It's great if you have a lot of interests, especially if they are relevant to the industry you are looking to work in. If you include a hobbies/interests section, keep it to the essentials. If you have a lot of experience, leave it out – it is not necessary.
There are various CV types to choose from, and your choice will depend on the level of experience, your education and your career history. However, these are some of the most popular CV formats.
Chronological is the most used CV type and is particularly useful to candidates with a lot of experience. With a chronological CV, you start with your experience, from the most recent, and work your way back. If you have a lot of gaps in your CV, this is probably not the one for you. However, if your CV is rich with experience, then chronological is the way to go. You don't need to go any further back than ten years or else your CV will be too lengthy.
Sometimes referred to as a 'skills-based' CV, the functional CV is most suited to candidates without experience or education. However, if you are new to work, have a lot of gaps throughout your CV, or want a complete career change, the functional CV is ideal. With a functional CV, your emphasis is on the skills you possess.
The combination CV is a mix of both the functional and chronological. There is equal focus on your education and skills. Ideal if you have a good combination of both.
CV designs and examples
There are a wide range of potential CV designs you might want to choose from and the one you choose will depend on your individual preferences. For instance, if you are applying for a design role, you may choose the more creative options. These are some of the potential CV designs you may want to use.
If you want to focus only on the content, you might choose simple CV designs. Although simple, there are still plenty of options for the style and font. You can also add a splash of colour to these designs. Simple but far from basic, these are good options if you apply to a conservative employer, such as a bank. You can choose from our selection of simple CV designs.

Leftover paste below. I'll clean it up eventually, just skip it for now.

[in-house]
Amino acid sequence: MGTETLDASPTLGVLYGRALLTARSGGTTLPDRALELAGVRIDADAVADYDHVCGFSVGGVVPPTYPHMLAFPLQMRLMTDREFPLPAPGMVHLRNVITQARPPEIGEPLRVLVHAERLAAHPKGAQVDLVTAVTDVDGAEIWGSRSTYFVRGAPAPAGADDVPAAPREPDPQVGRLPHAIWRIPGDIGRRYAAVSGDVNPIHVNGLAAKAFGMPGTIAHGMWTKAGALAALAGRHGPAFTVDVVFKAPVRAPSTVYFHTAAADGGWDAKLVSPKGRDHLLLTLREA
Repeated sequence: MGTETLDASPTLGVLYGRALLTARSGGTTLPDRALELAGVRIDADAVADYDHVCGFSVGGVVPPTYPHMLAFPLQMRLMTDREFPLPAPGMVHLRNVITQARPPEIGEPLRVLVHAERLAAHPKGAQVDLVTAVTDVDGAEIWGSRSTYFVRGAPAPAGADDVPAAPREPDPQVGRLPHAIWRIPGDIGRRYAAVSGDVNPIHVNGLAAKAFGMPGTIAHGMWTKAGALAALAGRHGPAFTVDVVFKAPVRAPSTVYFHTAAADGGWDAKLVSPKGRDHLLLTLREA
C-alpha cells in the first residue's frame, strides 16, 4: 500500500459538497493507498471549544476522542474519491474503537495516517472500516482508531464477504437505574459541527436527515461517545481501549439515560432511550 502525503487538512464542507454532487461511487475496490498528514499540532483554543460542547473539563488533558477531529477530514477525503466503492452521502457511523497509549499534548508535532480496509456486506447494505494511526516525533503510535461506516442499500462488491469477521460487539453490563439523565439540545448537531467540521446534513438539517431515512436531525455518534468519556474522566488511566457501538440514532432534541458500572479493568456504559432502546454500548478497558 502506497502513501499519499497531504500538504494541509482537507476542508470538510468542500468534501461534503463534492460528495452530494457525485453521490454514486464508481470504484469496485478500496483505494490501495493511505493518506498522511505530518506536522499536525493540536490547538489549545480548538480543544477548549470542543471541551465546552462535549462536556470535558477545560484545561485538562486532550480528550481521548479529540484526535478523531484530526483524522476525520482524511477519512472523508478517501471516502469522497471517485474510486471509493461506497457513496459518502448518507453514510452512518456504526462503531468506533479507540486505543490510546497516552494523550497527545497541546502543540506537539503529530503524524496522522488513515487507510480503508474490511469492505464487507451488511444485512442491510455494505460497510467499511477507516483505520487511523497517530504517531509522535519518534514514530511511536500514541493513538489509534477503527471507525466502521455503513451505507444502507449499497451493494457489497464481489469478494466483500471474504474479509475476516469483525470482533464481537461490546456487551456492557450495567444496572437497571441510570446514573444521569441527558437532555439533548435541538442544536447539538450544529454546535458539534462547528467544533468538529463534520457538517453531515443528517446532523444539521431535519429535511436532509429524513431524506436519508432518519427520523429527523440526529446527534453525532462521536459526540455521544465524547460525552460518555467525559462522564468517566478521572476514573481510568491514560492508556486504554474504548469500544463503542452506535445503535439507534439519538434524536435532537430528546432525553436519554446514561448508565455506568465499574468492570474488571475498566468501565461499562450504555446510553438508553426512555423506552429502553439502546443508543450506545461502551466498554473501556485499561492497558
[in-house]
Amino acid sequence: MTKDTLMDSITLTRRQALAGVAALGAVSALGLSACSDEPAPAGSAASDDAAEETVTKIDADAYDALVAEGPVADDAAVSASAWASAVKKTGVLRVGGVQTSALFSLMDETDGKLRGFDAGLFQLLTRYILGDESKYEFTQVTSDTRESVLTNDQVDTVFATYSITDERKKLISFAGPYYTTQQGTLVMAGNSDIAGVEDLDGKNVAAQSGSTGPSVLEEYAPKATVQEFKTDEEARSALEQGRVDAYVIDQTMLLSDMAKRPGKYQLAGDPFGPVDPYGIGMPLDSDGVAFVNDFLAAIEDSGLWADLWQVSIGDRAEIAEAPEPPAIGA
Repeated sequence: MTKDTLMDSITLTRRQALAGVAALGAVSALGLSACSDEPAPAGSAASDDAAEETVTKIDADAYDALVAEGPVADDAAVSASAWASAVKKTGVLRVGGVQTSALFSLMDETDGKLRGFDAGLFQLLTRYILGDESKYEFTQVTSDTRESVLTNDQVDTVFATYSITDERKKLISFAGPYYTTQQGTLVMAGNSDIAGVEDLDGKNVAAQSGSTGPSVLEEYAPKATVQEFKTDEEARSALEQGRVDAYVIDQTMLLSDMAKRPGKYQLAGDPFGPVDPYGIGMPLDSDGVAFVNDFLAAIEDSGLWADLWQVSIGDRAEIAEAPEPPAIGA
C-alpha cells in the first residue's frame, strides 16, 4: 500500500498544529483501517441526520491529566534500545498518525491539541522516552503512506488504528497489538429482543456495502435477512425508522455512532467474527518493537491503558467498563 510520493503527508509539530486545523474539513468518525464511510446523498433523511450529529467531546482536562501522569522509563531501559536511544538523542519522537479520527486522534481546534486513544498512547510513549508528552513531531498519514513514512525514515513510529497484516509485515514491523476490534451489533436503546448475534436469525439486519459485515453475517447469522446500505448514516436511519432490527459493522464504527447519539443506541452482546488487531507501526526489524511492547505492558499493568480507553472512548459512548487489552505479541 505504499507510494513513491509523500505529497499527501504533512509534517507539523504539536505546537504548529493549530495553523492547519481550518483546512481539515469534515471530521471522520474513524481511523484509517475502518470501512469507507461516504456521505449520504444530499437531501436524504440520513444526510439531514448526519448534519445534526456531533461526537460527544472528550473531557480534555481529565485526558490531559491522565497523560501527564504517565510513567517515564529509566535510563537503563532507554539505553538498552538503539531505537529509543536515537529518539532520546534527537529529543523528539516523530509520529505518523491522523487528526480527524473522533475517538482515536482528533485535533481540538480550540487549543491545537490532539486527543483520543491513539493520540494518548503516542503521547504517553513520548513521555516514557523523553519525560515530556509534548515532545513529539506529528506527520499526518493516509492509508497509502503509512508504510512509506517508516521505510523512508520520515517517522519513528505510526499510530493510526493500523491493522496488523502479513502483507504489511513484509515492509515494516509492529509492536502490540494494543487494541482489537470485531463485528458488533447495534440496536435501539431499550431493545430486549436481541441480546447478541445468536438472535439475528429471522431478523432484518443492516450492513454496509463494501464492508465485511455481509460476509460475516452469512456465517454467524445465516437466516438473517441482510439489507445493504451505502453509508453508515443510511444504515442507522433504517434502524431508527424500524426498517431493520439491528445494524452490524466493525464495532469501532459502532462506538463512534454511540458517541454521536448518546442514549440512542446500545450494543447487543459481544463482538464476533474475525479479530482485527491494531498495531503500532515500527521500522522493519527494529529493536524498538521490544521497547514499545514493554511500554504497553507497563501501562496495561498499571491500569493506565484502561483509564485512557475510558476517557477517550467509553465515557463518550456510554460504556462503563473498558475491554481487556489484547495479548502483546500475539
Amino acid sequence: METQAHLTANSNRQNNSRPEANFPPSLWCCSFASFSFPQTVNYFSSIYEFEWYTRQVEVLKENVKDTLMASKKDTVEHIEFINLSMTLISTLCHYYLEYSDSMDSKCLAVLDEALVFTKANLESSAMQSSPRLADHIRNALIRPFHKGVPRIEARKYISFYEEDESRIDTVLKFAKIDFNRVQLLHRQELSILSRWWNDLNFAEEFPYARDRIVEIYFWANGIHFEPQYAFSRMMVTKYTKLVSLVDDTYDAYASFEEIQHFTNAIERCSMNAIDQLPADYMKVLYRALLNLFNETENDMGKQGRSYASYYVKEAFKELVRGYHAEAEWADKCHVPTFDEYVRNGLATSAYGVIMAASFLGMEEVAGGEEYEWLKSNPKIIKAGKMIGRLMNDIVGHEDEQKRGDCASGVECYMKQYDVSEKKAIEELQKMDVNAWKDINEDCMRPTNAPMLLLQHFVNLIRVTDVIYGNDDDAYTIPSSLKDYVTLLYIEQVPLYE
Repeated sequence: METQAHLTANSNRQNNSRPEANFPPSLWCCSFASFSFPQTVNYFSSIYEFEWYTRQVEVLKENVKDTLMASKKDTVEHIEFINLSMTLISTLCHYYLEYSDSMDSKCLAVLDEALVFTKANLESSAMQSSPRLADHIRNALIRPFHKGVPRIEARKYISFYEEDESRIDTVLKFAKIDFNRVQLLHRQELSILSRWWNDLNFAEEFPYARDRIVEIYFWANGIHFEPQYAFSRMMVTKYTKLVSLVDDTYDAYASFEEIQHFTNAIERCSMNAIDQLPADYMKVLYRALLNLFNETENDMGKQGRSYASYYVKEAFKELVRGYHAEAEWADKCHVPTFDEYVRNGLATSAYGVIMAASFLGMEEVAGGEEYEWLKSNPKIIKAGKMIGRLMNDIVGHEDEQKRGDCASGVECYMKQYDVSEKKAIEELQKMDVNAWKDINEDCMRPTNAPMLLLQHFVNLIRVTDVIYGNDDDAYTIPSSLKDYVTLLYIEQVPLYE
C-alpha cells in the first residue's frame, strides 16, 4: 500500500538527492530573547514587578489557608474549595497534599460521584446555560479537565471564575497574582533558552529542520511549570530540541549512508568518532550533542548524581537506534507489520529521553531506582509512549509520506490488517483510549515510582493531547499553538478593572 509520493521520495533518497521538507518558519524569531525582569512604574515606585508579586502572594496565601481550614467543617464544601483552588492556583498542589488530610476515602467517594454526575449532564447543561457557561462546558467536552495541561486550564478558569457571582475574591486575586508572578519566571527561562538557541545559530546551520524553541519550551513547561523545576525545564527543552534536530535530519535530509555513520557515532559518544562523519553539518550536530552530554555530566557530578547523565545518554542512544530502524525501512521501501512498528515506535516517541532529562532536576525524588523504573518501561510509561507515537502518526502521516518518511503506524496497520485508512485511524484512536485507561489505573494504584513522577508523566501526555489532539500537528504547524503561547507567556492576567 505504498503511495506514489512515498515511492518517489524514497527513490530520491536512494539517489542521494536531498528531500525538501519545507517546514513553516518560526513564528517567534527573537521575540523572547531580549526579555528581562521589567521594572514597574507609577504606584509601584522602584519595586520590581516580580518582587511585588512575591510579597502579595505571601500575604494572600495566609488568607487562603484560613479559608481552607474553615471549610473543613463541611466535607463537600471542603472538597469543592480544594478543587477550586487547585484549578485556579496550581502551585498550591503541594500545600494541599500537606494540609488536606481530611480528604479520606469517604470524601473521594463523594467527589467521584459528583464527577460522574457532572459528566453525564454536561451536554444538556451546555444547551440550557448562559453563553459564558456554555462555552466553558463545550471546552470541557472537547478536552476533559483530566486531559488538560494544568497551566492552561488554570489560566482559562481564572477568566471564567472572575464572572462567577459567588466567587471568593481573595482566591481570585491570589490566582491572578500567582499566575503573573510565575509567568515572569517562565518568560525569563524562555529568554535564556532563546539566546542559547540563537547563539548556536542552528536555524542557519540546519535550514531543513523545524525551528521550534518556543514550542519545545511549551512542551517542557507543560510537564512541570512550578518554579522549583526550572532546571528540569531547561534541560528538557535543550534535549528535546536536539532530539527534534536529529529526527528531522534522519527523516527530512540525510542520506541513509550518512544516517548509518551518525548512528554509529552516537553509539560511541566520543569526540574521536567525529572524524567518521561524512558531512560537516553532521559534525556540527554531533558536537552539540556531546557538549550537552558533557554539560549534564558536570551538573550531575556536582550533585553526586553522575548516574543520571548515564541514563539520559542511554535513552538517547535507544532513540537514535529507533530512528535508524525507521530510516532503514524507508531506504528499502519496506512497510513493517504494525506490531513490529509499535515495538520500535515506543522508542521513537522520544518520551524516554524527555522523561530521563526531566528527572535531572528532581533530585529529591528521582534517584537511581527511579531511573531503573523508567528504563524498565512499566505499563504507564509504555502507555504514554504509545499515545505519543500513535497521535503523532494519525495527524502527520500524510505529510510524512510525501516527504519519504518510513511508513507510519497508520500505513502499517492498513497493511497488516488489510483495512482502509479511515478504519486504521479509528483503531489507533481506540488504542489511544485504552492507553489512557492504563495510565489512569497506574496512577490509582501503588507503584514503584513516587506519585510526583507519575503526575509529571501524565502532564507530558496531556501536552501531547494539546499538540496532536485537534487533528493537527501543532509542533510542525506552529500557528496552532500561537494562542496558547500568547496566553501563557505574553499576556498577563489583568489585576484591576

Ideal if you are applying for a job within the creative sector and want your CV to have some additional flair, a creative CV design will stand out from the other candidates. With plenty of choice for style and colour, this is an excellent option for those within design roles that want something a little different.
If you are applying for a role within a professional sector, such as within financial services, you may wish to choose a professional CV design. They are ideal if you have a wealth of experience to portray to the hiring manager. On the other hand, when you are applying for a serious role, a professional CV design might be the best option for you.
A modern CV design is ideal for forward-thinking organisations and fields looking for someone with fresh ideas. Designers, media professionals or tech people may all benefit from a modern CV.
CV layout – Do's and Don'ts
These are some of the dos and don'ts of your CV layout, so you ensure you get it right and make an impact for the right reasons.
- Stick to two pages where possible.
- Use a nice, neat font, at around size 12. Don't alternate the fonts throughout your CV.
- Ensure there is not too much white space.
- Include irrelevant information to fill up space. Only include information that will interest the reader.
- Be worried about altering the flow of your CV. If your education is the most significant, put it at the top.
- Forget to run your CV through a spell check.
- The best CV layout is one that is concise and tidy. It should focus on the most significant aspects of your experience, skills and education.
- Make sure you pay attention to the fundamentals in the design of your CV. Content is key, but the structure and layout are equally important.
- Use a CV style that is most suited to you and your journey and the most critical role requirements.